VIENNA – What a difference a decade can make in the world of psychiatry.
Take, for example, the case of 3,4-methylenedioxymethamphetamine, better known as MDMA or, when used recreationally, as ecstasy, the love drug.
“Ten years ago at pretty much every scientific meeting where MDMA was being discussed, people were looking to find problems with it. People were dredging around trying to vilify this drug, because there was a hope that it might cause brain damage, which would justify having made its use illicit. Ten years later, we’ve changed direction completely, from fear and hating MDMA to loving it. Now we’re talking about the possibility that MDMA might actually heal the brain, and restoring MDMA to the therapeutic armamentarium,” David Nutt, MD, observed at the annual congress of the European College of Neuropsychopharmacology.
Indeed, the drug’s potential as an adjunct to psychotherapy in patients with posttraumatic stress disorder was the topic of a packed-to-the-gills session in the largest hall at the ECNP Congress, where Dr. Nutt highlighted recent insights into the psychopharmacology of MDMA and other speakers described evidence of the drug’s salutary effects on autobiographical memory and social cognition.
“The biggest problem with MDMA is its name,” quipped Dr. Nutt, professor of neuropsychopharmacology at Imperial College London.
“It used to be called ‘empathy,’ but when it started being used recreationally at raves and in the clubs, the dealers decided to change its name to ‘ecstasy.’ And that created havoc, because there’s nothing that aged editors of newspapers hate more than young people having ecstasy. They hated the term, and so the drug had to go,” according to the psychiatrist.
MDMA’s comeback as a potentially valuable medication in psychiatry can be traced to the first report of the drug’s impressive success when used as an adjunct to psychotherapy in a randomized, placebo-controlled pilot study. Michael C. Mithoefer, MD, a psychiatrist in private practice in South Carolina, and his coinvestigators stunned the psychiatric world by reporting that 10 of 12 patients with chronic PTSD refractory to both medications and psychotherapy showed significant clinical improvement in response to just two sessions of MDMA-assisted psychotherapy supplementing a more conventional course of psychotherapy ().
Moreover, the benefits proved durable: In a subsequent paper, the investigators reported the clinical benefit of this two-dose treatment program persisted at a mean 3.8 years of follow-up and no safety concerns had been seen (J).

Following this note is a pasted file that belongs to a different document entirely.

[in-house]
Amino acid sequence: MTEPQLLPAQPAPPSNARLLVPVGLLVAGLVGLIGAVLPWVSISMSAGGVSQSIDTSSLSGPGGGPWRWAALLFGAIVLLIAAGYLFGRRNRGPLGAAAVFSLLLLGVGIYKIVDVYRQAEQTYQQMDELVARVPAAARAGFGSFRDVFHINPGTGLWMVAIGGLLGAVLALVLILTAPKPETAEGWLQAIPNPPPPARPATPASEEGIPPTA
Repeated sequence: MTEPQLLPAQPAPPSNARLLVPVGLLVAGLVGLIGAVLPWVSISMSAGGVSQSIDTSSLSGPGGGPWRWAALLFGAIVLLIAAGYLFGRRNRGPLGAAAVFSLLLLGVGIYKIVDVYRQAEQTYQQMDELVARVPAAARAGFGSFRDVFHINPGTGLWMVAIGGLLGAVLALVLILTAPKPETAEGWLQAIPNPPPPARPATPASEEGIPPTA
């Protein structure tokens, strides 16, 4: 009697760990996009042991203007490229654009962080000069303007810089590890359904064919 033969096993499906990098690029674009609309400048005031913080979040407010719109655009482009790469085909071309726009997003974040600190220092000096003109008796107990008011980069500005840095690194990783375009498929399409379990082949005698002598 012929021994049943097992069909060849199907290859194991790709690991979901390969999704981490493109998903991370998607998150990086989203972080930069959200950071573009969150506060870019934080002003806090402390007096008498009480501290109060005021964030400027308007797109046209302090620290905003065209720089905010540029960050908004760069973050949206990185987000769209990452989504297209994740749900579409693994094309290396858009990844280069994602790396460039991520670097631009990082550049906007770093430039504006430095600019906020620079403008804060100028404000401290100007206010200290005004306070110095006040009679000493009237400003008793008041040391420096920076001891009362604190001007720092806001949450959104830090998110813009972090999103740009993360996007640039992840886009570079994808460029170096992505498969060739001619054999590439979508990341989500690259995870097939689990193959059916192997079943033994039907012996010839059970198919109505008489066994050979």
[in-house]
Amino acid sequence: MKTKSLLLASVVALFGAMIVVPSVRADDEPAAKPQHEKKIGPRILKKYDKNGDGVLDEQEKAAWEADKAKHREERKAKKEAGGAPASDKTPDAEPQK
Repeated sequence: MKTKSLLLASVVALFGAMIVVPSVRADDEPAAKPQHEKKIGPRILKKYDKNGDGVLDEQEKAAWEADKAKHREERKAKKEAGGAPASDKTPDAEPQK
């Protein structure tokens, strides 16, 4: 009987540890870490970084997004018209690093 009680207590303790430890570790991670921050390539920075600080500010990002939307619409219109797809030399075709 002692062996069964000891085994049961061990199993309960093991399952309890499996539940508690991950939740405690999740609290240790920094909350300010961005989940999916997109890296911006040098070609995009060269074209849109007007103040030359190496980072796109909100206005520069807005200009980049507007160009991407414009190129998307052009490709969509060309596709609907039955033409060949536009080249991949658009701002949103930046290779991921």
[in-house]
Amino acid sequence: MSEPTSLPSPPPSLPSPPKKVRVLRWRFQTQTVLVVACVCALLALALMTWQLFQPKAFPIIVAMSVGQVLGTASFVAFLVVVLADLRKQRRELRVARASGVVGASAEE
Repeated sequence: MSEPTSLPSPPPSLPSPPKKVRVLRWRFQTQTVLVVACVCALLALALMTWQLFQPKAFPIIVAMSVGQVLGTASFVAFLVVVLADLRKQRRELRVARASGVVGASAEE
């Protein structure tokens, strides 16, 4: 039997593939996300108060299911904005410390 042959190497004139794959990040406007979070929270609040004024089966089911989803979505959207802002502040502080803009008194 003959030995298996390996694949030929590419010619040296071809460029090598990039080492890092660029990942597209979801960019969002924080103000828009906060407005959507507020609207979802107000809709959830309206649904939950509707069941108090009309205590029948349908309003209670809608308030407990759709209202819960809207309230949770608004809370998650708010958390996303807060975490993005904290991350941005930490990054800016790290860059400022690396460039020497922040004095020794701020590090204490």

This study, which eventually drew the attention of military veterans’ groups with political clout, proved hugely influential, especially since PTSD is so common and often is highly treatment resistant.
“We’re now living in a very strange world where trauma has in some ways become the No. 1 problem facing many societies,” Dr. Nutt observed.
He predicted that with the Food and Drug Administration’s recent approval of clinical trials of MDMA in patients with PTSD, the drug will be licensed for that indication “within the next couple years.”
How MDMA works
The pharmacology of MDMA is complex, he continued. The drug is chiefly a serotonin-releasing agent and 5HT reuptake blocker, but it also acts as an agonist on alpha-adrenergic receptors, has muscarinic and histamine-blocking effects, and promotes release of oxytocin.
Animal studies have demonstrated that MDMA facilitates extinction of fear memories through a mechanism involving changes in levels of brain-derived neurotrophic factor. Experience in humans has shown that the drug has diverse pro-social effects: It is activating, enhances mood, promotes more flexible thinking, boosts tactile experiences, and increases empathy, which in turn aids patients in bonding with their therapists.
Dr. Nutt and his coinvestigators performed the first whole-brain study of the effects of MDMA using functional MRI. This double-blind, placebo-controlled, crossover study in healthy volunteers used measurements obtained through arterial spin labeling and analysis of blood oxygen level–dependent resting state functional connectivity. The investigators documented that the marked increase in positive mood and decreased magnitude of negative personal memories produced by MDMA was accompanied by profound reduction of cerebral blood flow in the right amygdala and hippocampus. Cerebral blood flow also was reduced in the right medial temporal lobe, thalamus, and inferior visual cortex. MDMA also resulted in decreased amygdala-cortical connectivity (; ).
The changes in those particular brain systems are consistent with and most likely underlie the drug’s therapeutic effects, he said. Taken together, they could serve to assist a patient in re-engaging with traumatic memories with less interference from emotional centers, thereby helping to gain executive control of the memory of the trauma.